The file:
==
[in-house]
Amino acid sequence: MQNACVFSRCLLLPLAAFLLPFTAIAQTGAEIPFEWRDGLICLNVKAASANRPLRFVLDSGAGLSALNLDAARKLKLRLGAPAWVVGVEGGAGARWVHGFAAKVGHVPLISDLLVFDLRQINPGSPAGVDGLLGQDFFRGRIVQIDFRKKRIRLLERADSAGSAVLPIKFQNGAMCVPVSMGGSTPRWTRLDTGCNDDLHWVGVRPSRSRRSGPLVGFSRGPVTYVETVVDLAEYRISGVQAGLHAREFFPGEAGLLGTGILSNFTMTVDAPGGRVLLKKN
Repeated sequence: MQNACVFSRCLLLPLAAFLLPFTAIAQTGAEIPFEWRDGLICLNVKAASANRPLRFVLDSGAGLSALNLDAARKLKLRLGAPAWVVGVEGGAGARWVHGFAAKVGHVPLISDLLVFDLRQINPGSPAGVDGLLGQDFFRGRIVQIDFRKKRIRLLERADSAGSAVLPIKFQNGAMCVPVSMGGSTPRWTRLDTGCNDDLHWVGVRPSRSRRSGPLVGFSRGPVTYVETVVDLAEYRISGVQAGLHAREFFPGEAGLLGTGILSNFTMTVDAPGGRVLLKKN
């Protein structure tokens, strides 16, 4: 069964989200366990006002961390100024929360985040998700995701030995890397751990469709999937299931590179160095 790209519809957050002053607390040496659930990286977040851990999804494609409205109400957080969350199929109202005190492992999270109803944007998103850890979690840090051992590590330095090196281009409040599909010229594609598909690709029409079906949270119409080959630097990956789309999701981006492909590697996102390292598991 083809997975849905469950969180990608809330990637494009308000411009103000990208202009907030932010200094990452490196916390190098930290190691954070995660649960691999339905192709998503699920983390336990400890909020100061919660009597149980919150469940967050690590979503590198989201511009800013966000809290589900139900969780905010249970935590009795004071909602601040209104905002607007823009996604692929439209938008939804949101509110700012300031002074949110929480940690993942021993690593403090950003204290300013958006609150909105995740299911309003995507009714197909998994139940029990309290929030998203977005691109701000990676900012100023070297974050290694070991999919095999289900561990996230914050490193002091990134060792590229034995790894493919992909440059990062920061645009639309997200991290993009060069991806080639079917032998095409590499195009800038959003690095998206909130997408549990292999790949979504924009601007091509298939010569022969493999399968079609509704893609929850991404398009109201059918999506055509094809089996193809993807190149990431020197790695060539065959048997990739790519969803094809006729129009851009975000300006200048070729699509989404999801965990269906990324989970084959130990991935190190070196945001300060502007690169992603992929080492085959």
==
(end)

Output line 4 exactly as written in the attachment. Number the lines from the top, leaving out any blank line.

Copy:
């Protein structure tokens, strides 16, 4: 069964989200366990006002961390100024929360985040998700995701030995890397751990469709999937299931590179160095 790209519809957050002053607390040496659930990286977040851990999804494609409205109400957080969350199929109202005190492992999270109803944007998103850890979690840090051992590590330095090196281009409040599909010229594609598909690709029409079906949270119409080959630097990956789309999701981006492909590697996102390292598991 083809997975849905469950969180990608809330990637494009308000411009103000990208202009907030932010200094990452490196916390190098930290190691954070995660649960691999339905192709998503699920983390336990400890909020100061919660009597149980919150469940967050690590979503590198989201511009800013966000809290589900139900969780905010249970935590009795004071909602601040209104905002607007823009996604692929439209938008939804949101509110700012300031002074949110929480940690993942021993690593403090950003204290300013958006609150909105995740299911309003995507009714197909998994139940029990309290929030998203977005691109701000990676900012100023070297974050290694070991999919095999289900561990996230914050490193002091990134060792590229034995790894493919992909440059990062920061645009639309997200991290993009060069991806080639079917032998095409590499195009800038959003690095998206909130997408549990292999790949979504924009601007091509298939010569022969493999399968079609509704893609929850991404398009109201059918999506055509094809089996193809993807190149990431020197790695060539065959048997990739790519969803094809006729129009851009975000300006200048070729699509989404999801965990269906990324989970084959130990991935190190070196945001300060502007690169992603992929080492085959």